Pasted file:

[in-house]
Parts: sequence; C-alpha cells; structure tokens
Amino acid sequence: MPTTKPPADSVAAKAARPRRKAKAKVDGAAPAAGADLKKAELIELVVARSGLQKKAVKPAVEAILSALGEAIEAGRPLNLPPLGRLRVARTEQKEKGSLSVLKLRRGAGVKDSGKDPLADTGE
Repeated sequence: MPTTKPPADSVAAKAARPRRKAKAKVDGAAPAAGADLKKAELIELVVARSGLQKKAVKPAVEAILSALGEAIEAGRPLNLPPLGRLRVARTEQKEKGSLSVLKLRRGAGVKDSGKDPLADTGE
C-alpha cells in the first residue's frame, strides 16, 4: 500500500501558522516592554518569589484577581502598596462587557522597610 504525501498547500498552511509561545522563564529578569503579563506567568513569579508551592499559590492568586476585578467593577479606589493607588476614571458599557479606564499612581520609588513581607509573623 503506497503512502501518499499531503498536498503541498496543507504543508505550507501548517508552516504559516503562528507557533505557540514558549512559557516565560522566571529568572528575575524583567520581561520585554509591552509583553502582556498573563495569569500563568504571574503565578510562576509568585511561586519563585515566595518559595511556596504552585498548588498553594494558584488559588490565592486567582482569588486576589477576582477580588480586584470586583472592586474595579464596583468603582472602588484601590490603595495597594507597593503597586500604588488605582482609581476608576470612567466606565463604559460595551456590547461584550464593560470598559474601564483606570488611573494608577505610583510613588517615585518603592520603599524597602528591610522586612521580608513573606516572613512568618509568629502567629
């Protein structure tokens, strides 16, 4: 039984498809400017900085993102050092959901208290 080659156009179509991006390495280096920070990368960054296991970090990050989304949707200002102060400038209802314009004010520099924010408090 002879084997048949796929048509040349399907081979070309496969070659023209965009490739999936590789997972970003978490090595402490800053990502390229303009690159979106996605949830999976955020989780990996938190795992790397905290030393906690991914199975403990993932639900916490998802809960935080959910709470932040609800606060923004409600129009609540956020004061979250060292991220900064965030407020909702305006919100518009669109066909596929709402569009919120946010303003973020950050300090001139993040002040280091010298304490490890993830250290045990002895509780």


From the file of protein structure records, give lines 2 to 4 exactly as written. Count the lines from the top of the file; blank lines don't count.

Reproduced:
Parts: sequence; C-alpha cells; structure tokens
Amino acid sequence: MPTTKPPADSVAAKAARPRRKAKAKVDGAAPAAGADLKKAELIELVVARSGLQKKAVKPAVEAILSALGEAIEAGRPLNLPPLGRLRVARTEQKEKGSLSVLKLRRGAGVKDSGKDPLADTGE
Repeated sequence: MPTTKPPADSVAAKAARPRRKAKAKVDGAAPAAGADLKKAELIELVVARSGLQKKAVKPAVEAILSALGEAIEAGRPLNLPPLGRLRVARTEQKEKGSLSVLKLRRGAGVKDSGKDPLADTGE